2. Richard in Dallas said...

    @ Moose – It really doesn’t matter, as long as Jenny doesn’t end up dead, and Michael Milton gets to remain whole….

  3. YankeesfanLen said...

    Why has the infamous Mike Lupica name not come up yet?  Not only can he tell everyone in baseball what to do, but also politics.  Or does he merely qualify for pomposity award?

  4. Wells said...

    Come now, confess: you had this all lined up and only introduced the Geoff Baker Rigidty Award to give it to Geoff Baker. MISSION ACCOMPLISHED. Heckuva job, Calcaterrie.

  5. Craig Calcaterra said...

    Nope. Click through to that BTF thread I link on the bottom and you can see me learn about it in real time (after post #30).

  6. MooseinOhio said...

    @Richard – Roberta Muldoon’s “I had mine surgically removed …” is a great line as well as her “do you like football” to the guy who said she looked familiar.  I can’t remember the lines ver batim but they have always stuck with me – I think it is an under quoted movie/book.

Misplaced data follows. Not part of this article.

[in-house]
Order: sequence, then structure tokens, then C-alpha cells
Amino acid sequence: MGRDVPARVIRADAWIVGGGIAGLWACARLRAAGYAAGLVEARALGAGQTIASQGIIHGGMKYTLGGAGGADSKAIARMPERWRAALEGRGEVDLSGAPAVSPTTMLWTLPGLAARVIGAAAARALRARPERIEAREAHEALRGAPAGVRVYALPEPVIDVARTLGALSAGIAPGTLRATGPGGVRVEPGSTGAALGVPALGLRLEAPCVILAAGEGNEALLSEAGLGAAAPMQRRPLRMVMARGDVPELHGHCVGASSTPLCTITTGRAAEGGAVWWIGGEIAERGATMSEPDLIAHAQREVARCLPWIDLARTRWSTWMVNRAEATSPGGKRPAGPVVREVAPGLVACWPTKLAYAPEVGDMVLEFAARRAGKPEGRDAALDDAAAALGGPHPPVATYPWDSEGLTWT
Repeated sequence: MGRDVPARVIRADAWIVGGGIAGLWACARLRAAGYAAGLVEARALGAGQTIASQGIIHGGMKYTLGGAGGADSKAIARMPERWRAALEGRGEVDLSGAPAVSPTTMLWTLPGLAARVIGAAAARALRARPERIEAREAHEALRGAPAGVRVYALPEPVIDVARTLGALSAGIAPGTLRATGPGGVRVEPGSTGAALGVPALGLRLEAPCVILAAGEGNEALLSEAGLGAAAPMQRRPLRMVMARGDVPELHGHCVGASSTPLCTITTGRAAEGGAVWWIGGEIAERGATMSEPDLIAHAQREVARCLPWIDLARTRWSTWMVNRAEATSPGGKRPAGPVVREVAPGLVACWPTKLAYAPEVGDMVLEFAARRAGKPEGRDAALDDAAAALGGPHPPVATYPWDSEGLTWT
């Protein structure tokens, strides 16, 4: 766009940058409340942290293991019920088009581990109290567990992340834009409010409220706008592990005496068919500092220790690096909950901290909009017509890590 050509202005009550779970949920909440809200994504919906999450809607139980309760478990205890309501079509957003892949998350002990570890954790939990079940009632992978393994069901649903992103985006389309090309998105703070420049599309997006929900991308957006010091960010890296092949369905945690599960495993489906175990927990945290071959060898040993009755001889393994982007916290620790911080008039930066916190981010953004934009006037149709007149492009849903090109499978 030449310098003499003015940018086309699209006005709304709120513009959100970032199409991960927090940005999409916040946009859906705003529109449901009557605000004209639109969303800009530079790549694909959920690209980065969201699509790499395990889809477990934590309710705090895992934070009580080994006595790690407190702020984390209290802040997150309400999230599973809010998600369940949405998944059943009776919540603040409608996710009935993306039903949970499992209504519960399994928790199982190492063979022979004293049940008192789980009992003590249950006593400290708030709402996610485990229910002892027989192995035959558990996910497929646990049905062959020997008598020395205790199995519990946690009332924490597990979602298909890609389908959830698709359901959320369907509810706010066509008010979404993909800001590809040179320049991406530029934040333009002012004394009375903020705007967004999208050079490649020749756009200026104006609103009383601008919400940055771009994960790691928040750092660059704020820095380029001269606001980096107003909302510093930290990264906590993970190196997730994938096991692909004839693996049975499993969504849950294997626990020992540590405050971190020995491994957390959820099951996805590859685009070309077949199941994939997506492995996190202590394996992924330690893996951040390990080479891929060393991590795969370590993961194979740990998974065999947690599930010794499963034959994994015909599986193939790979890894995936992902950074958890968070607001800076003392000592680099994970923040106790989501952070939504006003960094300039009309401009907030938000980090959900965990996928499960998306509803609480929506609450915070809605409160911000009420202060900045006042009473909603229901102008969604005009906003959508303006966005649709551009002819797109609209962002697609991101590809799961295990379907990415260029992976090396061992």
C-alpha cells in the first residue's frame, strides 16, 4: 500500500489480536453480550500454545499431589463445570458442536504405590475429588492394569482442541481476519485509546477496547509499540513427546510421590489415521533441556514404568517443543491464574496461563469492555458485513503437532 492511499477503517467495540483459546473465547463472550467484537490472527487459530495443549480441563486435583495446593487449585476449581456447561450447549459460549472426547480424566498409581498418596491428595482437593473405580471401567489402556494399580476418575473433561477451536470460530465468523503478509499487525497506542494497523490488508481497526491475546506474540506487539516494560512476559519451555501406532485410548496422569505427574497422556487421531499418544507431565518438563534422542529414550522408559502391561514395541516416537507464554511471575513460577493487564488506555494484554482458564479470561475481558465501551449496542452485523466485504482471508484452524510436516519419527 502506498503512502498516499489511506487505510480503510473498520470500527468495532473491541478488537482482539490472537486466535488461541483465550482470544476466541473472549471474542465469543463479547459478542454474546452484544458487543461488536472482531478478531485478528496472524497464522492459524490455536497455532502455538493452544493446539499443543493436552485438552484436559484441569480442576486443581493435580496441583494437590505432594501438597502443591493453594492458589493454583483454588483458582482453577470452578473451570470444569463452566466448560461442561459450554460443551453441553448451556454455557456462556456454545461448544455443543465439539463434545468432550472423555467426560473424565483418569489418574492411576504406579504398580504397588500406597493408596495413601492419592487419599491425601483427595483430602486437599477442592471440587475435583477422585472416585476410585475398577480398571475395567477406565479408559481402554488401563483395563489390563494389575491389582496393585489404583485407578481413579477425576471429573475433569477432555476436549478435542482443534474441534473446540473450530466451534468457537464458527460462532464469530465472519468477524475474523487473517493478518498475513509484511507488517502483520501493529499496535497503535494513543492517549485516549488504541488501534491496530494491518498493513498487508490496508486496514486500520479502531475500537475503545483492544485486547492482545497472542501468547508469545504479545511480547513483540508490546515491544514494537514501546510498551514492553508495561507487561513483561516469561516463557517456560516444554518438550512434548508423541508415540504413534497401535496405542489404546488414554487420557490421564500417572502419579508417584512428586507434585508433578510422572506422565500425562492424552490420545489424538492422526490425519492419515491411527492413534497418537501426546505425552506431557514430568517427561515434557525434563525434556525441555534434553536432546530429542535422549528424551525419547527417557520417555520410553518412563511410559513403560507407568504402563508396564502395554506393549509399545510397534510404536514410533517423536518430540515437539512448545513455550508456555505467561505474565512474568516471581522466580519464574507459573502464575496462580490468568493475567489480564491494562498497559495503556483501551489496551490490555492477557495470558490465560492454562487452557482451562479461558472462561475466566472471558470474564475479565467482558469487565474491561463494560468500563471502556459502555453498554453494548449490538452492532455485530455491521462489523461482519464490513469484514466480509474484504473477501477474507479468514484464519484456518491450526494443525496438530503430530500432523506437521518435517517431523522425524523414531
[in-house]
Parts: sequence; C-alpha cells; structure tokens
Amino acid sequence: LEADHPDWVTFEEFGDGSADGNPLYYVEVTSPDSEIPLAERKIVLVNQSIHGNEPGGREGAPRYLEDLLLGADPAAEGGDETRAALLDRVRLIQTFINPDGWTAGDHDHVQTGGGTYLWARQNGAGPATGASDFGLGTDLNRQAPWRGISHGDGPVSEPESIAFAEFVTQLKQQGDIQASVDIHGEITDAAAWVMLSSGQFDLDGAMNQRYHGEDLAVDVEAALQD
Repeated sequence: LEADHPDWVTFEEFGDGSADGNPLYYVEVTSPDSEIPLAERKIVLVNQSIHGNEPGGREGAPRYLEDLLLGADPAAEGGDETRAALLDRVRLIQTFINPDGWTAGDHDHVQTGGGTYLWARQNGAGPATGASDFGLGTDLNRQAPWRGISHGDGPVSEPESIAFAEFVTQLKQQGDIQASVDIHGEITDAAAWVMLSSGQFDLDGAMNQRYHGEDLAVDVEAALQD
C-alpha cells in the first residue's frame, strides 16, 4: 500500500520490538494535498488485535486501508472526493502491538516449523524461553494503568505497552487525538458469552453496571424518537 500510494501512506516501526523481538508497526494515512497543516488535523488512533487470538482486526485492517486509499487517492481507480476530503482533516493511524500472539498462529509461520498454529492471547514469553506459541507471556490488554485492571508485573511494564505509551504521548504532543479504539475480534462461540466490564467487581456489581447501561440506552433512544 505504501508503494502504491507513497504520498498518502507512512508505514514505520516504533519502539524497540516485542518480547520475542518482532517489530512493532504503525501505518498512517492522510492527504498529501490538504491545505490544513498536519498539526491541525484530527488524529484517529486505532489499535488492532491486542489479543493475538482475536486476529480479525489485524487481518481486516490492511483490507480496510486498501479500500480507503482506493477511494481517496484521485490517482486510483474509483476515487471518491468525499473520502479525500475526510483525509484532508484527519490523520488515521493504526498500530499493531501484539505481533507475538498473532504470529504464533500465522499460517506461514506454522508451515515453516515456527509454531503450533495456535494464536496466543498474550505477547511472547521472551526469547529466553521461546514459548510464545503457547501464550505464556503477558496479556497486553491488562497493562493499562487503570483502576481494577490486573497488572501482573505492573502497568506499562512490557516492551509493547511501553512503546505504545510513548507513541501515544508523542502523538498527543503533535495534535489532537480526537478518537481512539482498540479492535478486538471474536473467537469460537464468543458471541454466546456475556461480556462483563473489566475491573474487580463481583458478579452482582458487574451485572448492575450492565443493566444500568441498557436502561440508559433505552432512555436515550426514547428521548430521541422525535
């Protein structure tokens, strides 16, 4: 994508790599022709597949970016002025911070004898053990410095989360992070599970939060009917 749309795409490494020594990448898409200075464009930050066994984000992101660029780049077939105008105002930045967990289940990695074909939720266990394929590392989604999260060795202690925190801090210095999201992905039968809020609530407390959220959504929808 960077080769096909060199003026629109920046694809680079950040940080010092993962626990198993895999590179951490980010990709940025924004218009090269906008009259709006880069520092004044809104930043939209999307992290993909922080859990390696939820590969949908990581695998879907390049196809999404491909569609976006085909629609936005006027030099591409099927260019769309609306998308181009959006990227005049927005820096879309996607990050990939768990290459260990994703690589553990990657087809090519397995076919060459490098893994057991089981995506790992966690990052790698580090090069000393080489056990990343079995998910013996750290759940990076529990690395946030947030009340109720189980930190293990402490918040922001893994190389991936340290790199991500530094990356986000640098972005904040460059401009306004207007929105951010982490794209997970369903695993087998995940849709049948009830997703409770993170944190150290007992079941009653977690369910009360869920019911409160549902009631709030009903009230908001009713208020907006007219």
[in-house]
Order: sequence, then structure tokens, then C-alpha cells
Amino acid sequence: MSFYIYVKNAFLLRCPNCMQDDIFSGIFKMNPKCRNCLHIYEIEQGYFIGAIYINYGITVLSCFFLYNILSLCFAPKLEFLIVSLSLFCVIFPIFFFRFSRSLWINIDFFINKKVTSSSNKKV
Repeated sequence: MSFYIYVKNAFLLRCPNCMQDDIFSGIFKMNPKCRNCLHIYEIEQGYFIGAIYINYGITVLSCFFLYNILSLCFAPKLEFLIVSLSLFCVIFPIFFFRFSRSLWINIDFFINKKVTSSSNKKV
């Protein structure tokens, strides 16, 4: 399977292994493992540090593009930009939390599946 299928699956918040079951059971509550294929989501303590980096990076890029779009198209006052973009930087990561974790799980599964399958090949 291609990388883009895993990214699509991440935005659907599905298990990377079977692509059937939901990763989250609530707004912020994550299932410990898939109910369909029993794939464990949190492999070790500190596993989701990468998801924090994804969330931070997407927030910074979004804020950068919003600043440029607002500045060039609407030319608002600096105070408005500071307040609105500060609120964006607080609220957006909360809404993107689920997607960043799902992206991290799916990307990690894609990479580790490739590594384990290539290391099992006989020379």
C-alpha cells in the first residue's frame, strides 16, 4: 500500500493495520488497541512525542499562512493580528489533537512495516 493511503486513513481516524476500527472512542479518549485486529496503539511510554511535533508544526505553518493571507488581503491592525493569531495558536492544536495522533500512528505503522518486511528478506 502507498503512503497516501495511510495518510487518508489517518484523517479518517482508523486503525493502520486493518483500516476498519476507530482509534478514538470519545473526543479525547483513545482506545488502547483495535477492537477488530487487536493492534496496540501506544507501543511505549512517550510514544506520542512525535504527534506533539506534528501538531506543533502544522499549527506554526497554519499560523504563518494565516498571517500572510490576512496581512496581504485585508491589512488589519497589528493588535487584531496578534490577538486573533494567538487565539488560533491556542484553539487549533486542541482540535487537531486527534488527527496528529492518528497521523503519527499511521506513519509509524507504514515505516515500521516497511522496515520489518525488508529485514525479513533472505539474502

7. Richard in Dallas said...

    @ Moose – No kidding!  I read it as a new release when I was in college in the 70’s.  My best friend’s sister worked for Irving’s publisher, and I got a complete set of his stuff, but nothing ever compared to the original Garp… I think I reread it no less than a dozen times!  If only I had paid that much attention to my text books……

    Also-

    I never envisioned Robin Williams or John Lithgow in the roles they had, but Glenn Close was PERFECT!

  8. Richard in Dallas said...

    @ Moose – No kidding!  I read it as a new release when I was in college in the 70’s.  My best friend’s sister worked for Irving’s publisher, and I got a complete set of his stuff, but nothing ever compared to the original Garp… I think I reread it no less than a dozen times!  If only I had paid that much attention to my text books……

    Also-

    I never envisioned Robin Williams or John Lithgow in the roles they had, but Glenn Close was PERFECT!